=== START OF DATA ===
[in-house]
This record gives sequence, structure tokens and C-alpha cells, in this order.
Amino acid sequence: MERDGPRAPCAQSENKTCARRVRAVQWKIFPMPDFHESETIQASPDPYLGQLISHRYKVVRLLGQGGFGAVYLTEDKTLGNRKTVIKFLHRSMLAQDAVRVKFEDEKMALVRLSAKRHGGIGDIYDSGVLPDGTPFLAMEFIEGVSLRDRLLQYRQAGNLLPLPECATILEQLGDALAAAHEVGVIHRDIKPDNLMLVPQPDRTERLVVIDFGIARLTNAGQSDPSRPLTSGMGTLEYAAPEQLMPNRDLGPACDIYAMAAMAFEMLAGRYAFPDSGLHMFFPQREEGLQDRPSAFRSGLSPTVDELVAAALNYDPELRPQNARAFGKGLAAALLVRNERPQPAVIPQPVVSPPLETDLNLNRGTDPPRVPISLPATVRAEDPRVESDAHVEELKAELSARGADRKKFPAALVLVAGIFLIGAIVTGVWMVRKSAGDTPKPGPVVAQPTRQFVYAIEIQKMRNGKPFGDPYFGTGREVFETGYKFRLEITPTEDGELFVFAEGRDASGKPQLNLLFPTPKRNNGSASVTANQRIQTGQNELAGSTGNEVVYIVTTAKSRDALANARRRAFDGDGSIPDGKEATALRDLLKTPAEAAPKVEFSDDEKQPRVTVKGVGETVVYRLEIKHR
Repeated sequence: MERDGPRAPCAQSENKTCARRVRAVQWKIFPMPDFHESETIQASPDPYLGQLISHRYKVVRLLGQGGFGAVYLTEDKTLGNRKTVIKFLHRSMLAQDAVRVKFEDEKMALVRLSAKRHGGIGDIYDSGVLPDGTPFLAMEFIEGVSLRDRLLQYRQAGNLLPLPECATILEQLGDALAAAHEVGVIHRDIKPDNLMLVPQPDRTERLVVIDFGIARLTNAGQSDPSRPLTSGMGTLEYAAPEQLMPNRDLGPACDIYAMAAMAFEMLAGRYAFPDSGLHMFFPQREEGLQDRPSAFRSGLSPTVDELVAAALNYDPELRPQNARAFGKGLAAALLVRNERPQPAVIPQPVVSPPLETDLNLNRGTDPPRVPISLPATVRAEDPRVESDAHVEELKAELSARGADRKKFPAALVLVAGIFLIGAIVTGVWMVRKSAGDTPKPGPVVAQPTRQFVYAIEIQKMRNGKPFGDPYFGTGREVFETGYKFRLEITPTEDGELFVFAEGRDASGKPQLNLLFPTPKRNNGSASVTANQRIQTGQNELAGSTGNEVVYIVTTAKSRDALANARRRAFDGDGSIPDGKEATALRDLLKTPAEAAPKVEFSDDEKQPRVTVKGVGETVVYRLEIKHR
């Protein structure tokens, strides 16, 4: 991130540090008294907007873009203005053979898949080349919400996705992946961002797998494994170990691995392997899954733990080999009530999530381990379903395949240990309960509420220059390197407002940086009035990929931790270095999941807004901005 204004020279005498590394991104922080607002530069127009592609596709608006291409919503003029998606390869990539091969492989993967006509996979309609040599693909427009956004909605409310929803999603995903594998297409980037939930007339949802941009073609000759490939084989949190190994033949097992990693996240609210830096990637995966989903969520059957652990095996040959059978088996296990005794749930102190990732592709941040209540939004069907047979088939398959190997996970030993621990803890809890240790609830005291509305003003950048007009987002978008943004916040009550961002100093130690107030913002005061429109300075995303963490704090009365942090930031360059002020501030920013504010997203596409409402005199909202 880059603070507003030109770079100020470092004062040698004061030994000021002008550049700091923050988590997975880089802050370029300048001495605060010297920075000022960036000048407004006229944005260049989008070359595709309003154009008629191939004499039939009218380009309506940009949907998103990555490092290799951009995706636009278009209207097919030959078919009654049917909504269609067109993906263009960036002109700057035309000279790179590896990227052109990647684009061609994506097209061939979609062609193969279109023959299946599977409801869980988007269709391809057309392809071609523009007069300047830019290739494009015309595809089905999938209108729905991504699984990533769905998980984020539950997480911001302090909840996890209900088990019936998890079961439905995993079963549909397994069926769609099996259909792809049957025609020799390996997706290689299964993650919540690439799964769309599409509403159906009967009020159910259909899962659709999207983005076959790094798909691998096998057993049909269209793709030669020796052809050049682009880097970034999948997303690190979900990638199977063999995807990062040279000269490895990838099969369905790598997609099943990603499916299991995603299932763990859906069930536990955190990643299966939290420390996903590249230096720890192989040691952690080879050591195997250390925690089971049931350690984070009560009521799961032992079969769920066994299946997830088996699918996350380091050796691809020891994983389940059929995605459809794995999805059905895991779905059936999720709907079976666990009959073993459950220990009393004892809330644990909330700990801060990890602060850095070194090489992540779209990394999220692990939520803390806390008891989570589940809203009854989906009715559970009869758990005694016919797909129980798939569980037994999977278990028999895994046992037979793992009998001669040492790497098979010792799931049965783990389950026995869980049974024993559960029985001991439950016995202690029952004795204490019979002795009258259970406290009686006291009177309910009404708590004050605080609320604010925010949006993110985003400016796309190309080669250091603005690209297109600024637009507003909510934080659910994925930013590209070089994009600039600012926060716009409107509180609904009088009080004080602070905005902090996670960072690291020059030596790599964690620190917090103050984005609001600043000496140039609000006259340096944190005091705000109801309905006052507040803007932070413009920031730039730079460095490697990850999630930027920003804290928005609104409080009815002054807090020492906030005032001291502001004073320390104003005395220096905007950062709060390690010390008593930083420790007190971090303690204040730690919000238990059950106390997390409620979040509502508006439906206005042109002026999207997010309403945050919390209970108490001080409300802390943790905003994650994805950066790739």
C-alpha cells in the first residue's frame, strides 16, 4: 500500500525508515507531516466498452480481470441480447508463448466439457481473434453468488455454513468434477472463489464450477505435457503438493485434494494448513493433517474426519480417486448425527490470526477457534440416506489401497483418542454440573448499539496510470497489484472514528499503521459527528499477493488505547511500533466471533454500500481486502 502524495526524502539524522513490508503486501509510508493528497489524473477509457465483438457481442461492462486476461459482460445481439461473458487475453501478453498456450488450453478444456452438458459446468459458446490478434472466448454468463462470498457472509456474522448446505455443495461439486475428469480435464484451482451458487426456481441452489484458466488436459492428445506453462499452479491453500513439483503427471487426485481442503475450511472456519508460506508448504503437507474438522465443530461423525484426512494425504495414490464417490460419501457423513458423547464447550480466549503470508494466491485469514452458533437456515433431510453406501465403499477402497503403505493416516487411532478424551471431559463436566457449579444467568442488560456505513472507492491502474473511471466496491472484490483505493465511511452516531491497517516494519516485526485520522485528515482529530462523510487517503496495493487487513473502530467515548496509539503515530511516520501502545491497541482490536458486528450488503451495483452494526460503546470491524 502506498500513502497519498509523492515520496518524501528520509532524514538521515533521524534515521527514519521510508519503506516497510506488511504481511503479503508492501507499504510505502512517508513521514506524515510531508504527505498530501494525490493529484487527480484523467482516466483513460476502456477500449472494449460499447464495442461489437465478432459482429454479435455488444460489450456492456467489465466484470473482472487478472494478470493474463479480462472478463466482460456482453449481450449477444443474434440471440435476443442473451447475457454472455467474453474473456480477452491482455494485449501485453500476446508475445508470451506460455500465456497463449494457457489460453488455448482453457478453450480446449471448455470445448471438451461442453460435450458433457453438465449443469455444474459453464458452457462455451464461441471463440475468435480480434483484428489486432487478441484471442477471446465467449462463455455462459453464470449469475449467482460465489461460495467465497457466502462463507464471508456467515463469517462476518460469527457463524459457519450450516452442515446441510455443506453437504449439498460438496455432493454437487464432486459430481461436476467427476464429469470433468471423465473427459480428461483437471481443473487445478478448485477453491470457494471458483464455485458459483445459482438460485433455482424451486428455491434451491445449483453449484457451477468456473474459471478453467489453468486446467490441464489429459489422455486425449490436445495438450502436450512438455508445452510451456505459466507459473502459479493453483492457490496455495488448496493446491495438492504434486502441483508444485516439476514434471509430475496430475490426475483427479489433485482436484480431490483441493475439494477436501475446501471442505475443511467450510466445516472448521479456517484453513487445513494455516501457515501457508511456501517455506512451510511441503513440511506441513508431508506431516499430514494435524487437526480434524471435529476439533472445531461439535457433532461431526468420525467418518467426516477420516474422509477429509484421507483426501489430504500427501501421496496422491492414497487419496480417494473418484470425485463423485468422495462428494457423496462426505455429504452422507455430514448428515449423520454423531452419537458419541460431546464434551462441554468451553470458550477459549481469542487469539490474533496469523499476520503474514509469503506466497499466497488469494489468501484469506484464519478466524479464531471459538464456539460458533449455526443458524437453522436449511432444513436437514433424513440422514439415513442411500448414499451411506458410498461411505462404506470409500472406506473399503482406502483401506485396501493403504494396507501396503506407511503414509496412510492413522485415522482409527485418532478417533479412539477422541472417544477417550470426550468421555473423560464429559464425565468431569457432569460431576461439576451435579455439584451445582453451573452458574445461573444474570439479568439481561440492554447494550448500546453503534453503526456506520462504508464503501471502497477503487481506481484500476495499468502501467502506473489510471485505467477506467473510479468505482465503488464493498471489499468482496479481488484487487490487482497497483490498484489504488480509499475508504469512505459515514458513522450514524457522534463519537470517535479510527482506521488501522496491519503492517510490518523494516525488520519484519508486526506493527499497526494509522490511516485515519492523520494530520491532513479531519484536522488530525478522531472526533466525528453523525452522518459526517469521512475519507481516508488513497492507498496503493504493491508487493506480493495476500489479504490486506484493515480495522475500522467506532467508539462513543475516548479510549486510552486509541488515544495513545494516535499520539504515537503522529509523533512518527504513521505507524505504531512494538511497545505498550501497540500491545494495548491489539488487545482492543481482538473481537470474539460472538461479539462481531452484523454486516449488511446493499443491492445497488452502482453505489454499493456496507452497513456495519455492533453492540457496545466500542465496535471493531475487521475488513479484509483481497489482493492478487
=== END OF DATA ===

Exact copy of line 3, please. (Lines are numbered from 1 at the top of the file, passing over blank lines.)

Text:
Amino acid sequence: MERDGPRAPCAQSENKTCARRVRAVQWKIFPMPDFHESETIQASPDPYLGQLISHRYKVVRLLGQGGFGAVYLTEDKTLGNRKTVIKFLHRSMLAQDAVRVKFEDEKMALVRLSAKRHGGIGDIYDSGVLPDGTPFLAMEFIEGVSLRDRLLQYRQAGNLLPLPECATILEQLGDALAAAHEVGVIHRDIKPDNLMLVPQPDRTERLVVIDFGIARLTNAGQSDPSRPLTSGMGTLEYAAPEQLMPNRDLGPACDIYAMAAMAFEMLAGRYAFPDSGLHMFFPQREEGLQDRPSAFRSGLSPTVDELVAAALNYDPELRPQNARAFGKGLAAALLVRNERPQPAVIPQPVVSPPLETDLNLNRGTDPPRVPISLPATVRAEDPRVESDAHVEELKAELSARGADRKKFPAALVLVAGIFLIGAIVTGVWMVRKSAGDTPKPGPVVAQPTRQFVYAIEIQKMRNGKPFGDPYFGTGREVFETGYKFRLEITPTEDGELFVFAEGRDASGKPQLNLLFPTPKRNNGSASVTANQRIQTGQNELAGSTGNEVVYIVTTAKSRDALANARRRAFDGDGSIPDGKEATALRDLLKTPAEAAPKVEFSDDEKQPRVTVKGVGETVVYRLEIKHR